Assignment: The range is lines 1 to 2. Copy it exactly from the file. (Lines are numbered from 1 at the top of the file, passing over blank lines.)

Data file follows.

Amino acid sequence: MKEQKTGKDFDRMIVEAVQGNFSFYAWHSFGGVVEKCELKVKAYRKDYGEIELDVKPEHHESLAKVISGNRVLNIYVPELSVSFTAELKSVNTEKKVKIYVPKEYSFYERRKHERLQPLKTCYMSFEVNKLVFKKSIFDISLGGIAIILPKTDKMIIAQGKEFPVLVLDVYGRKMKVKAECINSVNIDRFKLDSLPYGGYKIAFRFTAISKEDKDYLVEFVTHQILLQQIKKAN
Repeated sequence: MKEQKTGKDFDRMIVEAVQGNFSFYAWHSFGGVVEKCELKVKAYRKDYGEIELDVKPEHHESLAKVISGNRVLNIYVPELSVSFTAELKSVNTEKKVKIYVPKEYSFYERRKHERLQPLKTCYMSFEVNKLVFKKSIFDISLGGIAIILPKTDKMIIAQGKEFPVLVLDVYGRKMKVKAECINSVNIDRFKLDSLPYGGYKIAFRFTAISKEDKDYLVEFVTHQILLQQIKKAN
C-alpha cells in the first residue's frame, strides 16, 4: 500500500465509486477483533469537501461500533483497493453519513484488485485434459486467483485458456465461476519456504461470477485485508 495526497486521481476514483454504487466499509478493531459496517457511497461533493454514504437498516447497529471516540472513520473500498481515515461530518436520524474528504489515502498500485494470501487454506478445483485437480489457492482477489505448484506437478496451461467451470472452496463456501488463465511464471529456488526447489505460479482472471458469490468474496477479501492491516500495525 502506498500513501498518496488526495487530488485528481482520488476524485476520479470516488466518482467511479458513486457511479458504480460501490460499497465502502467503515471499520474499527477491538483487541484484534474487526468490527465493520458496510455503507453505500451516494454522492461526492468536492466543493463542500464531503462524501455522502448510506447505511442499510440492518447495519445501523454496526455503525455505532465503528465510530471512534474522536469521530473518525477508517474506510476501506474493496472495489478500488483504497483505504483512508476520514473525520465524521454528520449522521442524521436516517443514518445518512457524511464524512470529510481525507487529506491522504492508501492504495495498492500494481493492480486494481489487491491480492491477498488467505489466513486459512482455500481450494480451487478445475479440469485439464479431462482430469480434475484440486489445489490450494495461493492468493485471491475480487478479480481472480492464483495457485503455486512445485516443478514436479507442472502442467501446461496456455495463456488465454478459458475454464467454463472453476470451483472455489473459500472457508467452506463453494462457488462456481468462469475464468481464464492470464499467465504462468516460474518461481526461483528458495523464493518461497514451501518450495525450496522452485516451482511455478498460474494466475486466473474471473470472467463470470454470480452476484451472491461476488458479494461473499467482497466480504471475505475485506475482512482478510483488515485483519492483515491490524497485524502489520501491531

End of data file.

Amino acid sequence: MKEQKTGKDFDRMIVEAVQGNFSFYAWHSFGGVVEKCELKVKAYRKDYGEIELDVKPEHHESLAKVISGNRVLNIYVPELSVSFTAELKSVNTEKKVKIYVPKEYSFYERRKHERLQPLKTCYMSFEVNKLVFKKSIFDISLGGIAIILPKTDKMIIAQGKEFPVLVLDVYGRKMKVKAECINSVNIDRFKLDSLPYGGYKIAFRFTAISKEDKDYLVEFVTHQILLQQIKKAN
Repeated sequence: MKEQKTGKDFDRMIVEAVQGNFSFYAWHSFGGVVEKCELKVKAYRKDYGEIELDVKPEHHESLAKVISGNRVLNIYVPELSVSFTAELKSVNTEKKVKIYVPKEYSFYERRKHERLQPLKTCYMSFEVNKLVFKKSIFDISLGGIAIILPKTDKMIIAQGKEFPVLVLDVYGRKMKVKAECINSVNIDRFKLDSLPYGGYKIAFRFTAISKEDKDYLVEFVTHQILLQQIKKAN